Judge Richard Seeborg of the Northern District of California ruled earlier this month in Hodsdon v. Mars, Inc., Case No. 3:15-cv-04450, that neither the FAL, the UCL, nor the CLRA require a company to disclose on its labels that its products may contain ingredients harvested using child or other forced labor.

Plaintiff brought suit against Mars, Inc., the global candy manufacturer, alleging that California law required it to disclose on its labeling that some of its cocoa beans come from Côte d’Ivoire where children and other forced laborers endure deplorable working conditions. Plaintiff alleged that he would not have purchased the products, or would not have paid as much for them, had Mars disclosed this information on its product labels. The court found that, while Plaintiff had standing to sue, the alleged omissions were insufficient to support UCL, FAL, or CLRA violations.

Standing:  Alleged Injury Based on Failure to Disclose Forced Labor Sufficient

Mars argued that Plaintiff lacked standing because he didn’t claim to have purchased chocolate containing unethically sourced beans, he couldn’t trace any chocolate to a particular location of objectionable practices, and he had not sufficiently alleged reliance. The court rejected all three arguments. The court noted that Plaintiff had not argued that he was injured by consuming chocolate tainted by child labor, but that his alleged injury was instead that he was unaware that children and other forced laborers existed in the supply chain. The court found that this disposed of the first two arguments. With respect to reliance, the court found that it was enough that Plaintiff claimed that he had seen the packaging, and that he would not have bought, or would not have paid as much for, the products had he know the truth.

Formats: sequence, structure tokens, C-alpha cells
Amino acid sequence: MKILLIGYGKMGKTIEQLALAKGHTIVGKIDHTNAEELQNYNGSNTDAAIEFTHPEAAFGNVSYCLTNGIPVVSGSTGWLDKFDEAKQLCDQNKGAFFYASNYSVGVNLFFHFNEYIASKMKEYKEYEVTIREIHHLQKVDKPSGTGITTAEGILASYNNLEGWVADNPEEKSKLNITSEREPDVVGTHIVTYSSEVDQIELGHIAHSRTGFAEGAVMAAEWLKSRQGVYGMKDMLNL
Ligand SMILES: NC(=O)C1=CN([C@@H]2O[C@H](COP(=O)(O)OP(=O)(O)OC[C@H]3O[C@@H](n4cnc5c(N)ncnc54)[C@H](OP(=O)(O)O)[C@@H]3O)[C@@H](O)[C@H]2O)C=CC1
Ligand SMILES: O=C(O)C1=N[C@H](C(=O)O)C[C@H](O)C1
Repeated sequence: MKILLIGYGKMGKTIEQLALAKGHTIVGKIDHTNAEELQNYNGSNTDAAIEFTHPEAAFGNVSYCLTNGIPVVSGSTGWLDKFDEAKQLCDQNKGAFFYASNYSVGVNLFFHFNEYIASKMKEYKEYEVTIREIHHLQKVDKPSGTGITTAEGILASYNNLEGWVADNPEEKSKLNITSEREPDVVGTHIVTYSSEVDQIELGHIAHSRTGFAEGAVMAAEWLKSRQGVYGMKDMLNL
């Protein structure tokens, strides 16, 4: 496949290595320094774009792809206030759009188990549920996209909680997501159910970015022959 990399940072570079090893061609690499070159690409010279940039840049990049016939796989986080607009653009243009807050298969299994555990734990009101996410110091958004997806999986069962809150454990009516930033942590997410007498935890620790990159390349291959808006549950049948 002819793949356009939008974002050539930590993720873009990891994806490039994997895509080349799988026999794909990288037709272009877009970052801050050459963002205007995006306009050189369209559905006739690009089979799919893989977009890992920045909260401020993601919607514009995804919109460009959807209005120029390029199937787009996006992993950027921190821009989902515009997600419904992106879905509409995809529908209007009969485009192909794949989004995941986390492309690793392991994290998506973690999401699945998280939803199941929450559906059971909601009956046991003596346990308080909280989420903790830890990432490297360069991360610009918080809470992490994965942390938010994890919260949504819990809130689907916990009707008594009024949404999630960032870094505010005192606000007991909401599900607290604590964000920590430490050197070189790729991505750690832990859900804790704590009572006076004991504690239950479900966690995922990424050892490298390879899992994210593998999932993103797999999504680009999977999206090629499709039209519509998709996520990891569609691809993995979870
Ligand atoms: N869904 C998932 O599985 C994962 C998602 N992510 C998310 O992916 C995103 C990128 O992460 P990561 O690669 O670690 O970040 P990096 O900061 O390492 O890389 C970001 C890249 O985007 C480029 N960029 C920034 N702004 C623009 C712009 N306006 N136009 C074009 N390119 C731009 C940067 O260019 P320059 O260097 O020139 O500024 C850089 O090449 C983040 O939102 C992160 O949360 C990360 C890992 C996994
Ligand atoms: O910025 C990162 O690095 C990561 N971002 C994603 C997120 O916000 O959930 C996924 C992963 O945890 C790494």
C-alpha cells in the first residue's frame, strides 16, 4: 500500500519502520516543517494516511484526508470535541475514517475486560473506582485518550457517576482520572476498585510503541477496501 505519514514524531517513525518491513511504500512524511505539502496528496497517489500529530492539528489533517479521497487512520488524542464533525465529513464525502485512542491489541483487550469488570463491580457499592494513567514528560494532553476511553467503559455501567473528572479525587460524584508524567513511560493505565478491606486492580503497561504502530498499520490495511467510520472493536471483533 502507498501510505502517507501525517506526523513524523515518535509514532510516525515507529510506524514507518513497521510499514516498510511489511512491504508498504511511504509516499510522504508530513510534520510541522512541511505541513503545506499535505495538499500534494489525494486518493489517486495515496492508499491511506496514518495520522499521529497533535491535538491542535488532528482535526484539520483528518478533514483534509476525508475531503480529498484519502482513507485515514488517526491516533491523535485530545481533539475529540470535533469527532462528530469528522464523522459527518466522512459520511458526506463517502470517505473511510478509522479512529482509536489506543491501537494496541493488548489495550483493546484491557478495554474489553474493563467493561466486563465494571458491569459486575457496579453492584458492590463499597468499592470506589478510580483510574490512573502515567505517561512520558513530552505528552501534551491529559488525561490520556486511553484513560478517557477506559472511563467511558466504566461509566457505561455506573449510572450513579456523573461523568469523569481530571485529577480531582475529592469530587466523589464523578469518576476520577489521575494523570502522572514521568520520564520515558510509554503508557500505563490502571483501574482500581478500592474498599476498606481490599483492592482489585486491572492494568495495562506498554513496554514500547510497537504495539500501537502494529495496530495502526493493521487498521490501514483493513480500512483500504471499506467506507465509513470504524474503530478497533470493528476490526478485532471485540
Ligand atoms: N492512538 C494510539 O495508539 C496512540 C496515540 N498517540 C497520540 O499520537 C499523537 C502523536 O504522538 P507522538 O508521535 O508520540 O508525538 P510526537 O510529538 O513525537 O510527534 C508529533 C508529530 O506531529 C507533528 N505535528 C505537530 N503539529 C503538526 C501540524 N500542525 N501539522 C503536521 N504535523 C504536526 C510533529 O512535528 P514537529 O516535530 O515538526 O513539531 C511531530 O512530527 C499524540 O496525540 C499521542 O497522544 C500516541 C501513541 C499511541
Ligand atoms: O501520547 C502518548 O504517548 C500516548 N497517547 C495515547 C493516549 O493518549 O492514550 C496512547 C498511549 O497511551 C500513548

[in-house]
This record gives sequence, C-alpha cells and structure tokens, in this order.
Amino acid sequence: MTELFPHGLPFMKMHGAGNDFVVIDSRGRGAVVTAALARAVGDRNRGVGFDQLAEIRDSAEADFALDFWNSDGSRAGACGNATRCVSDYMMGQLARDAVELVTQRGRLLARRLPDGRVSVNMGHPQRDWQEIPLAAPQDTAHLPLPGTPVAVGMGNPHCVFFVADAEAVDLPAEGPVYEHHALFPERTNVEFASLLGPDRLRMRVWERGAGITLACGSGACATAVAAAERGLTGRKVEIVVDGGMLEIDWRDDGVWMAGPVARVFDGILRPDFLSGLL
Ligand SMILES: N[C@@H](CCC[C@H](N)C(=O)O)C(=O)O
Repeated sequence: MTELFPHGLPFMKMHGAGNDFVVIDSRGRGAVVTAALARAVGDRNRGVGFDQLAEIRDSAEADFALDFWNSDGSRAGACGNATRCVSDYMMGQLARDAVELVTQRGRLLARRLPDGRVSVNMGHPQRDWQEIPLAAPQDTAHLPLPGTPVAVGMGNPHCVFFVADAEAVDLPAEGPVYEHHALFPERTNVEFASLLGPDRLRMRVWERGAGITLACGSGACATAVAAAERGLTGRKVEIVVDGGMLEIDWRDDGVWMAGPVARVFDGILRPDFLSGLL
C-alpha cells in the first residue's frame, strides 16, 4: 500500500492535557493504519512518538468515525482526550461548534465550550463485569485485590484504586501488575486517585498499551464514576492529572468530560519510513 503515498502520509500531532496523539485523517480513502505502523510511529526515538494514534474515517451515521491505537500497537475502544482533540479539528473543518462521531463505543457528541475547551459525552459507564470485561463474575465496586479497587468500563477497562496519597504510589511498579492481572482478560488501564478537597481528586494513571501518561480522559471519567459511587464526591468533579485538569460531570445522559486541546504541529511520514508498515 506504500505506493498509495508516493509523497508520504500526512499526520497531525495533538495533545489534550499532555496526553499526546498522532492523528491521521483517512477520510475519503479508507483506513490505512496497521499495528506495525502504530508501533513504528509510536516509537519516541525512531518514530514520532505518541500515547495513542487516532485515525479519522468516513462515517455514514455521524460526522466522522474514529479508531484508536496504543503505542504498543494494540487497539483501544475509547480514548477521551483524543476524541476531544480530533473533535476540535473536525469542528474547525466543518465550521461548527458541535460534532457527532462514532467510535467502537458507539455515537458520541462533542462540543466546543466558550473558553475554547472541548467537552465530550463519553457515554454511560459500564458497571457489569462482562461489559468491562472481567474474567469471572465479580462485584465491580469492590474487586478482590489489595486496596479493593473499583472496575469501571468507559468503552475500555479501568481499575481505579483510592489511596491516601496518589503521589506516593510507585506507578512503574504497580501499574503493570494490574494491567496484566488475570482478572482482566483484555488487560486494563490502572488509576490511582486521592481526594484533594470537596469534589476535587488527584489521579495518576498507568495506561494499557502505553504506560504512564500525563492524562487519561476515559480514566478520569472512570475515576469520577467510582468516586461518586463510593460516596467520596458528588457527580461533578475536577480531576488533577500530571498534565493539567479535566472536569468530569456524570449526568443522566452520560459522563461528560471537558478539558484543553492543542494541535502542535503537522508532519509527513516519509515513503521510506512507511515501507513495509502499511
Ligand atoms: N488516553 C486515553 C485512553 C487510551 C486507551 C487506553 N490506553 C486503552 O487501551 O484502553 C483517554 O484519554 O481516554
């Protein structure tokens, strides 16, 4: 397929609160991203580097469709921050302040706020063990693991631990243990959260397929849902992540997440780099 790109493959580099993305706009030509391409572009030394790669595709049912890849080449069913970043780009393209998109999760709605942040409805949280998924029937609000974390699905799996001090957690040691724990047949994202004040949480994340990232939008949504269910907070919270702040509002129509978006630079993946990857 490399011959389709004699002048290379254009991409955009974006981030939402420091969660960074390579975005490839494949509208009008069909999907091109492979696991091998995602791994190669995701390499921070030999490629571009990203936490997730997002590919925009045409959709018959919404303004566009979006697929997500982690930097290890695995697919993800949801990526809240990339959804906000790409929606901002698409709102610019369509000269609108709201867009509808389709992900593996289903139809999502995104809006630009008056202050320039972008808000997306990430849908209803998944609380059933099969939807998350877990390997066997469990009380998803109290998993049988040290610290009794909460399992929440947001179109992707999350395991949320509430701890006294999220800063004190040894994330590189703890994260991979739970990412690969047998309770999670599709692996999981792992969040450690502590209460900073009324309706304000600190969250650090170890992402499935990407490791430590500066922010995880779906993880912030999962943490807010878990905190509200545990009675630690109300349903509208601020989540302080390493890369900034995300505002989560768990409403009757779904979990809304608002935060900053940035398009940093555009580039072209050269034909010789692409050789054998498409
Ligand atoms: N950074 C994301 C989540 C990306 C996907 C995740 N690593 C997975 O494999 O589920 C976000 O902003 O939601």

Failure to State a Claim:  Mars Had No Duty to Disclose Likelihood of Forced Labor

However, the court dismissed Plaintiff’s complaint without leave to amend because he could not allege substantive statutory violations. The court first ruled that the FAL is not violated if a defendant fails to issue a statement at all. Instead, an omissions claim under the FAL requires that the defendant make a statement that omits information vital to the statement’s veracity. Next, the court found that Plaintiff’s UCL and CLRA claims failed because Mars had no duty to disclose the likelihood that some of its cocoa beans were linked to child or other forced labor. The court found that the duty to disclose under the CLRA was linked only to safety risks and product defects, which were not alleged here. Furthermore, the alleged omissions were not fraudulent under the UCL because they were not likely to deceive a reasonable consumer. Finally, the court rejected Plaintiff’s claim under the UCL’s “unfair” prong, finding no violation for Mars’s failure to disclose information it had no duty to disclose.